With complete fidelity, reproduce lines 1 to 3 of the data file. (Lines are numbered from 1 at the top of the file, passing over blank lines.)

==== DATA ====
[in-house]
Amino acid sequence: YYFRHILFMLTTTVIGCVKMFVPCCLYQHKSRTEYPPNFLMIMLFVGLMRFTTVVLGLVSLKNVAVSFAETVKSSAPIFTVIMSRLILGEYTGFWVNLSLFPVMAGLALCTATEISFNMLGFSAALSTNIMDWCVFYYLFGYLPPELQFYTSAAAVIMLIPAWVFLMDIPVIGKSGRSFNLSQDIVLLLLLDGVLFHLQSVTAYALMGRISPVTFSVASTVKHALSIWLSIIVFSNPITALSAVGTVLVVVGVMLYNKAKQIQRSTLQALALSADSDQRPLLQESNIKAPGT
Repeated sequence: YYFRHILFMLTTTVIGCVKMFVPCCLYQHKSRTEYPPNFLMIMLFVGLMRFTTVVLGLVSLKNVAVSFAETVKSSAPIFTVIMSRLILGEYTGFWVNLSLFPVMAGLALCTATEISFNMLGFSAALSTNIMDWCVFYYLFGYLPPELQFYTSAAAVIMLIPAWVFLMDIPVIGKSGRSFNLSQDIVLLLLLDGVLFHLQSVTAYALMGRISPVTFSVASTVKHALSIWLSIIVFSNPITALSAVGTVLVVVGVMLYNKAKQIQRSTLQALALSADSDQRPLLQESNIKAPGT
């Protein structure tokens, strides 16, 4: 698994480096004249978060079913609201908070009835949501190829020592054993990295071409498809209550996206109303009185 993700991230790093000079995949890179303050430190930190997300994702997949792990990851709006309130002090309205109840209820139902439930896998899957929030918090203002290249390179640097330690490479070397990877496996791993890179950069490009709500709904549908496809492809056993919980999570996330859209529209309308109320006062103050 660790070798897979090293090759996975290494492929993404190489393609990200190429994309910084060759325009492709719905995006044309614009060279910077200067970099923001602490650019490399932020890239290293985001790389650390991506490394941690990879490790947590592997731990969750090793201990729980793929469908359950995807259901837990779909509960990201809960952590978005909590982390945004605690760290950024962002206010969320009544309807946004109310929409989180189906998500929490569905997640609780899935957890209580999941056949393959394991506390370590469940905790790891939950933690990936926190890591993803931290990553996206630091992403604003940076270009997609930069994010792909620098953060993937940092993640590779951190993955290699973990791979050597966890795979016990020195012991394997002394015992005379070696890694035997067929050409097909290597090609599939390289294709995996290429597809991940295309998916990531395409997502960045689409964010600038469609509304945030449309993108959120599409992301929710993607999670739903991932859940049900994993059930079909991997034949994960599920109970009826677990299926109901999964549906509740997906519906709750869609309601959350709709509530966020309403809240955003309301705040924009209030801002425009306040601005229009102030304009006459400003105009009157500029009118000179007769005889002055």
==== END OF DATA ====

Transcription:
[in-house]
Amino acid sequence: YYFRHILFMLTTTVIGCVKMFVPCCLYQHKSRTEYPPNFLMIMLFVGLMRFTTVVLGLVSLKNVAVSFAETVKSSAPIFTVIMSRLILGEYTGFWVNLSLFPVMAGLALCTATEISFNMLGFSAALSTNIMDWCVFYYLFGYLPPELQFYTSAAAVIMLIPAWVFLMDIPVIGKSGRSFNLSQDIVLLLLLDGVLFHLQSVTAYALMGRISPVTFSVASTVKHALSIWLSIIVFSNPITALSAVGTVLVVVGVMLYNKAKQIQRSTLQALALSADSDQRPLLQESNIKAPGT
Repeated sequence: YYFRHILFMLTTTVIGCVKMFVPCCLYQHKSRTEYPPNFLMIMLFVGLMRFTTVVLGLVSLKNVAVSFAETVKSSAPIFTVIMSRLILGEYTGFWVNLSLFPVMAGLALCTATEISFNMLGFSAALSTNIMDWCVFYYLFGYLPPELQFYTSAAAVIMLIPAWVFLMDIPVIGKSGRSFNLSQDIVLLLLLDGVLFHLQSVTAYALMGRISPVTFSVASTVKHALSIWLSIIVFSNPITALSAVGTVLVVVGVMLYNKAKQIQRSTLQALALSADSDQRPLLQESNIKAPGT